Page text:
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Gastric bypass surgery is a type of surgery performed when one is severely overweight and needs surgical intervention in order to lose the weight. It involves making the stomach pouch much smaller than it normally is and creating an attachment to the small intestines that leaves portions of the small intestine that are unable to absorb nutrition. You bypass part of the stomach so it can't fill up with food. Weight loss is the only option because the stomach can't take in much food at a time and the intestines can't absorb as many calories. The most common type of gastric bypass is called the Roux-en-Y bypass surgery. If you would like advice at no cost just use the helpline or complete the contact form and a gastric bypass surgery solicitor will telephone you with no charge and no obligation.

Hundreds of thousands of individuals have some kind of bariatric or weight loss surgery performed each year. Eighty percent of all of these surgeries are the Roux-en-Y procedure. It causes the most weight loss of all the bariatric surgeries. Normally, the food enters the stomach and is partially digested. It then enters the duodenum, where food is absorbed and further digested. More absorption happens in the small intestine and the remainder ends up in the large intestine or colon. Waste is excreted from the rectum and anus at the end of the large intestine or colon.

During a Roux-en-Y procedure, a small pouch is made at the top of the stomach using a series of staples. A cut is made in the small intestine and the distal end is attached to the pouch. The proximal end of the small intestine is attached further down on the intestines, making a Y shaped small intestine. The proximal part of the small intestine does not take in food and absorbs nothing. The procedure can be done in an open procedure or through a laparoscopy tube, which uses a camera and tiny tools to operate on the parts of the intestines and stomach. You can return to normal activities within a month or so.

After the procedure is performed, you will be unable to eat more than a couple of ounces of food at a time. You will feel full after just a few bites of food. You need to eat slowly and should chew your food extensively. If you don't do this, you will likely vomit your intake. You can't drink for thirty minutes before and after a meal and you can't drink with a meal. You will need to take in supplements to make up for the poor absorption of food. Vitamins are important to take in. Junk foods that contain sugar cannot be taken in or you will get dumping syndrome. This causes shaking, dizziness, sweating and a rapid heart rate because food is getting through the system too fast. Diarrhea can also result from dumping syndrome.

Gastric bypass is indicated when a person has a body mass index or BMI greater than 40 or have a disabling condition because of your weight, such as arthritis, heart disease, high blood pressure or diabetes. Many doctors require a trial of other weight loss techniques before trying bariatric surgery. You can't have an alcohol problem, you need to be obese for at least five years, you cannot have untreated depression and you should be between 18 and 65 years of age. You can't have any contraindications to having surgery.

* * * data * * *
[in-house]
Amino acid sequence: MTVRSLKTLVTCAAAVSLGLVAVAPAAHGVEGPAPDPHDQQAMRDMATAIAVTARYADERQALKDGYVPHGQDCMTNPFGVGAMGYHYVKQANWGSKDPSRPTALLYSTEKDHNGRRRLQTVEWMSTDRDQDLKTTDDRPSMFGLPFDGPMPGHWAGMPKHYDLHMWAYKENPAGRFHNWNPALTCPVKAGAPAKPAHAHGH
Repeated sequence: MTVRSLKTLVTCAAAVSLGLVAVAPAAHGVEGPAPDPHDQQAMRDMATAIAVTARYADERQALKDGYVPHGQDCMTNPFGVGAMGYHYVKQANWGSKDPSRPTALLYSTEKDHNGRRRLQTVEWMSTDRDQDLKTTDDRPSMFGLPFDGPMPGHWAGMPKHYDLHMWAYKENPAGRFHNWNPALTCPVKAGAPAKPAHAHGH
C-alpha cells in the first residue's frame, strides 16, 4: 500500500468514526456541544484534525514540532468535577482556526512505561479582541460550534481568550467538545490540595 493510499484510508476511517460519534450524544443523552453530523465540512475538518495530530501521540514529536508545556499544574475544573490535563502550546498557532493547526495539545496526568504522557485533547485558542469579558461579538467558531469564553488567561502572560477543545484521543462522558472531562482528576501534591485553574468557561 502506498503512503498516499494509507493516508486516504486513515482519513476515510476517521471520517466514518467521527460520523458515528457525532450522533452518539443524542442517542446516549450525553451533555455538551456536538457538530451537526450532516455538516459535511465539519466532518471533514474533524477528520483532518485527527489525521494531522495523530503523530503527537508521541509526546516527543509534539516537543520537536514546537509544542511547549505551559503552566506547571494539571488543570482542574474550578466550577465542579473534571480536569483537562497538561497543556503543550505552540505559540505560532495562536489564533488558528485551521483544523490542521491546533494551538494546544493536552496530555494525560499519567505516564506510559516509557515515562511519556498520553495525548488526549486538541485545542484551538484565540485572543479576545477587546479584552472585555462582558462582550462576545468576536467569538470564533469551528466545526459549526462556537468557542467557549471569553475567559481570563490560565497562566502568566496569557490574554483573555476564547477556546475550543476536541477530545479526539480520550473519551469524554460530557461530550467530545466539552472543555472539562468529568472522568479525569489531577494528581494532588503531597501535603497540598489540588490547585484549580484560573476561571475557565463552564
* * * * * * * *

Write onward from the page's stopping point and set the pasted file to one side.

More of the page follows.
Weight loss occurs for up to a year after the surgery. Most people lose a third of their excess weight although, in some cases, the weight can be partially regained. Overall sixty nine to eighty two percent of excess weight is lost over the following four years.

Risks of bariatric surgery include leakage from the stomach pouch or the rest of the incised areas, causing peritonitis. Bacteria can pass from the intestines or stomach and can pass into the intestinal space. You can get a pulmonary embolus from a blood clot forming in your leg in the peri-surgical period. About a third of all who have bariatric surgery develop gallstones, anemia or osteoporosis from poor nutrient intake. Surgery is somewhat risky, leading to death in less than ten out of a thousand cases. Vitamin B12 deficiency is common (thirty percent) and iron deficiency anemia is common. Around five to fifteen percent of individuals can get stomach ulcers and staples can come loose. There can be a ventral hernia from open surgery and you can get uncontrollable hiccups, vomiting, nausea and bloating.

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Medical Negligence Solicitors

Our medical negligence solicitors will maximise your personal injury compensation claim using a no win no fee arrangement which means that if you don�t win then you don�t pay them their professional costs. If you believe that your Gastric Bypass Surgery was carried out negligently then just complete the contact form or email our solicitors offices or use the helpline and a Gastric Bypass Surgery solicitor will telephone you at no cost and with no obligation.

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The author of the substantive medical writing on this website is Dr. Christine Traxler MD whose biography can be read here